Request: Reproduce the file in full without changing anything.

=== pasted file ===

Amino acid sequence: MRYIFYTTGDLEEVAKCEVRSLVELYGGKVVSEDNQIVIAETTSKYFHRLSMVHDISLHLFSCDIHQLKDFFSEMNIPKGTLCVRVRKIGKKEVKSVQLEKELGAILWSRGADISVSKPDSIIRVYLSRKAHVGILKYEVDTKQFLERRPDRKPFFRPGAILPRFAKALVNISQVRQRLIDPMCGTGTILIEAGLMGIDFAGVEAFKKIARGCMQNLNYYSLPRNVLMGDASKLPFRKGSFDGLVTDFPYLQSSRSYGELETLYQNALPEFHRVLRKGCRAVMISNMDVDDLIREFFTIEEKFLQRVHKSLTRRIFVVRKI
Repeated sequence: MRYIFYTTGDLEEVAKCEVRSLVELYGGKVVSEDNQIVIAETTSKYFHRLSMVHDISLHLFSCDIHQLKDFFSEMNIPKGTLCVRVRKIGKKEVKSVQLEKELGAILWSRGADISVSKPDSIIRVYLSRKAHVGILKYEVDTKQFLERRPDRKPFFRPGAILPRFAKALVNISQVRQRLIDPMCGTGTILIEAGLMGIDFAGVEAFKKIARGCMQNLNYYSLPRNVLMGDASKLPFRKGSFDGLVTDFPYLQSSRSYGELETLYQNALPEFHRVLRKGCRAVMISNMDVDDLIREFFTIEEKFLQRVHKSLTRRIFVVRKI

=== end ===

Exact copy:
Amino acid sequence: MRYIFYTTGDLEEVAKCEVRSLVELYGGKVVSEDNQIVIAETTSKYFHRLSMVHDISLHLFSCDIHQLKDFFSEMNIPKGTLCVRVRKIGKKEVKSVQLEKELGAILWSRGADISVSKPDSIIRVYLSRKAHVGILKYEVDTKQFLERRPDRKPFFRPGAILPRFAKALVNISQVRQRLIDPMCGTGTILIEAGLMGIDFAGVEAFKKIARGCMQNLNYYSLPRNVLMGDASKLPFRKGSFDGLVTDFPYLQSSRSYGELETLYQNALPEFHRVLRKGCRAVMISNMDVDDLIREFFTIEEKFLQRVHKSLTRRIFVVRKI
Repeated sequence: MRYIFYTTGDLEEVAKCEVRSLVELYGGKVVSEDNQIVIAETTSKYFHRLSMVHDISLHLFSCDIHQLKDFFSEMNIPKGTLCVRVRKIGKKEVKSVQLEKELGAILWSRGADISVSKPDSIIRVYLSRKAHVGILKYEVDTKQFLERRPDRKPFFRPGAILPRFAKALVNISQVRQRLIDPMCGTGTILIEAGLMGIDFAGVEAFKKIARGCMQNLNYYSLPRNVLMGDASKLPFRKGSFDGLVTDFPYLQSSRSYGELETLYQNALPEFHRVLRKGCRAVMISNMDVDDLIREFFTIEEKFLQRVHKSLTRRIFVVRKI